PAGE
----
Coming off of two successful films, director Antoine Fuqua and Oscar-nominated actor Jake Gyllenhaal raised the level of anticipation for their latest. Unfortunately, this championship pairing manages not to score a knockout but also fails to win on audiences scorecards, as well.
The story centers on Billy Hope (Jake Gyllenhaal) who is a punch-drunk boxer who rose from a New York City orphanage to becoming the Undisputed and Undefeated World Light Heavyweight champion. After his latest successful title defense, in which Billy is injured, his wife Maureen (Rachel McAdams) urges him to think about quitting while he’s still at the height of his fame and has his health.
Soon the hot-headed champion is taunted into a brawl by an upstart boxer and tragedy strikes. Billy spirals into self-destructive behavior, losing his title, his fortune and custody of his daughter Leila (Oona Laurence) in quick succession. After reaching hitting his professional and personal bottom, Billy seeks the help of Titus “Tick” Wills (Forest Whitaker), who trains young boxers at an inner-city gym. Tick agrees to take on Billy. Slowly the two men learn to trust each other, and Billy begins a journey toward finding glory in the ring again.
Originally created as a vehicle for Eminem after 8 Mile, the prolific emcee dropped out several years ago to concentrate on his music and Fuqua lucked out getting the multi-talented Gyllenhaal to take his place. Coming off his Oscar-nominated performance in Nightcrawler as well as solid turns in films such as Brokeback Mountain, Jarhead and Love and Other Drugs, Gyllenhaal is sensational as Hope and the only thing keeping him from another nomination is the film’s early release date.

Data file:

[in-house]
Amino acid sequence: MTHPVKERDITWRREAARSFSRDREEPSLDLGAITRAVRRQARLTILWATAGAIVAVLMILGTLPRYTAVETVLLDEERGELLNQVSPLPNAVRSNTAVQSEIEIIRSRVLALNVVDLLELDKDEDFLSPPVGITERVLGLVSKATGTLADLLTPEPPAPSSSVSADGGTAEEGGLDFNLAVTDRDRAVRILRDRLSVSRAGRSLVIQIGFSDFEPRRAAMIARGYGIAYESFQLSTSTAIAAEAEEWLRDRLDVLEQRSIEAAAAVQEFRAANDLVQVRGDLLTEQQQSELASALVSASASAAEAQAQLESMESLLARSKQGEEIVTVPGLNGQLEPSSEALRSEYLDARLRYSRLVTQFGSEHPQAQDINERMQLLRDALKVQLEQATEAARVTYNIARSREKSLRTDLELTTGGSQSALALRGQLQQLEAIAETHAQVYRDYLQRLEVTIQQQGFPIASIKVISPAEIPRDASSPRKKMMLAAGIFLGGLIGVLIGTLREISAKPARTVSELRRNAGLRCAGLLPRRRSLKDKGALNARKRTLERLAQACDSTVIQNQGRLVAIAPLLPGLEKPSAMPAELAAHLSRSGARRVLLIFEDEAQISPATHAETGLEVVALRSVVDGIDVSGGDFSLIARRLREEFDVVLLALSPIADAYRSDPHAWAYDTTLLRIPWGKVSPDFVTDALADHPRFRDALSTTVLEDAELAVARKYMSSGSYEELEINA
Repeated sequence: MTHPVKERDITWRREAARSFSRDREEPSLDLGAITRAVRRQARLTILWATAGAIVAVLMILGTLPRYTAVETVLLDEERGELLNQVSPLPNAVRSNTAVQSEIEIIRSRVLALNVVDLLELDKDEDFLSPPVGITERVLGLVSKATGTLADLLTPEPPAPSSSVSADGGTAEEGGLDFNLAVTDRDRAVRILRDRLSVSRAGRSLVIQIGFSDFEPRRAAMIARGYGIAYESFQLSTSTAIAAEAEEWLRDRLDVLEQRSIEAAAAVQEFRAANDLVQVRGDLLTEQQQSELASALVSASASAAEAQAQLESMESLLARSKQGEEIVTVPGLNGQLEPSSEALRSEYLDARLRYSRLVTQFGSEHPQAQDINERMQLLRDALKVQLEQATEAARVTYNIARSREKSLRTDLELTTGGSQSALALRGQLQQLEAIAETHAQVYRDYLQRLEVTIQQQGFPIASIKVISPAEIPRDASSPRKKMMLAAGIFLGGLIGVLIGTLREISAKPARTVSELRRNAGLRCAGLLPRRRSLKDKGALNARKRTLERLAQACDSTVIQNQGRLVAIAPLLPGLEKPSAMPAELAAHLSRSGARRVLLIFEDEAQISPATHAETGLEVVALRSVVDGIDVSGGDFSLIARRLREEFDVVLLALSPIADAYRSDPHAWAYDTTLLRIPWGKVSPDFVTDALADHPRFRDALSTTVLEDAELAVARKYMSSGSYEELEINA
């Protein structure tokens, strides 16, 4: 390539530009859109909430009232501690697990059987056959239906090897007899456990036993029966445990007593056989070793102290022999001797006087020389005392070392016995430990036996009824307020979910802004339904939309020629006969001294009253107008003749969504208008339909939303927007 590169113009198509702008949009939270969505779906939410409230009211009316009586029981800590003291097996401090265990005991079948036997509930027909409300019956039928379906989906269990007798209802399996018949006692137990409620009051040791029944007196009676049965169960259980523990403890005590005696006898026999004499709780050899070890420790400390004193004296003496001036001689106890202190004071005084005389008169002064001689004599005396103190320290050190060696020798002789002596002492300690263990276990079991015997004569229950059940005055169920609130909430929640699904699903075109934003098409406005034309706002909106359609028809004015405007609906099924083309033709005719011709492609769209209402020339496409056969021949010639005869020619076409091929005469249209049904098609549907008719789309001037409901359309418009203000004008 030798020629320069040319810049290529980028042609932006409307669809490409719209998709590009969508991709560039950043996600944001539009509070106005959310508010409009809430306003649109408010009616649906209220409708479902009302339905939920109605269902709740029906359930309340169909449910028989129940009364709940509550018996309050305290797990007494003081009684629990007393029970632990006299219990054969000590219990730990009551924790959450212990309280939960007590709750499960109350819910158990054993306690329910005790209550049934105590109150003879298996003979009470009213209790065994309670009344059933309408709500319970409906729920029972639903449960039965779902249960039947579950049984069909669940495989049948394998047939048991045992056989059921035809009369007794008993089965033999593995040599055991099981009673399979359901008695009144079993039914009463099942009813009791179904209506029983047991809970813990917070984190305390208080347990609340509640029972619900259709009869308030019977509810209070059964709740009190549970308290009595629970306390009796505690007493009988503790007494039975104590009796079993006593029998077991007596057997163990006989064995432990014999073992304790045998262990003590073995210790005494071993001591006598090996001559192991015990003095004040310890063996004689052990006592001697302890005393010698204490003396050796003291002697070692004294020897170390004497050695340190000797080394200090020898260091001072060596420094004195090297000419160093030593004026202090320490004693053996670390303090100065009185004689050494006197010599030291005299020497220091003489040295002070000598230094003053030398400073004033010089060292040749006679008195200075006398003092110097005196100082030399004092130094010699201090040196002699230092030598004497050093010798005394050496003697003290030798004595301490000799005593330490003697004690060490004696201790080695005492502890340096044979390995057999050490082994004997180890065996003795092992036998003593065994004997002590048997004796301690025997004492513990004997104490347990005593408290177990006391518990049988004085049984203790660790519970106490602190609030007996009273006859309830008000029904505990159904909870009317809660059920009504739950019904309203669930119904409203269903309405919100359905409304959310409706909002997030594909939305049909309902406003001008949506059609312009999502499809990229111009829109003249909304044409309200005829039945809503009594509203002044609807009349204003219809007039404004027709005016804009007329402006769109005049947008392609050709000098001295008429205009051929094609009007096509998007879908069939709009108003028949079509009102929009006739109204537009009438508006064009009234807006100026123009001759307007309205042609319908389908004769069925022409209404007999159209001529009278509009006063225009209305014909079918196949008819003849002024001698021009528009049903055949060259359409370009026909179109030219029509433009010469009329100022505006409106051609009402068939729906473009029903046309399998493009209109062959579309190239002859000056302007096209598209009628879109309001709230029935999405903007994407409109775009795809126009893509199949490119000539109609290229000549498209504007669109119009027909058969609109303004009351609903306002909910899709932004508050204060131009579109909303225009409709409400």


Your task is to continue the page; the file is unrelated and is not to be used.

Oscar-winner Whitaker is also solid as a Hope’s trainer who is a combination of Burgess Meredith from the Rocky franchise and Morgan Freeman’s Eddie “Scrap Iron” Dupris from Million Dollar Baby, who helps the embattled boxer refocus and start all over again.
Fuqua follows his consistent M.O. by anchoring his boxing drama around a strong alpha male, much in the same vein as Training Day, Olympus Has Fallen, Shooter, and The Equalizer. Unfortunately for Fuqua, his latest film comes up short due to a movie long on story and short on action, plus too many underdeveloped characters. Not sure if whether the fault lies in Kurt Sutter’s script or in the editing room under the supervision of John Refoua, but either way it undermines two really strong performances.
Martin Scorsese’s masterpiece Raging Bull still remains the platinum standard, with Million Dollar Baby and the recent Rocky Balboa closely behind. With another boxing film, Creed, in theaters later this year, Fuqua’s Southpaw itsmissed a golden opportunity to stake its claim as a contender. Instead, the film is merely a clichéd paper champion!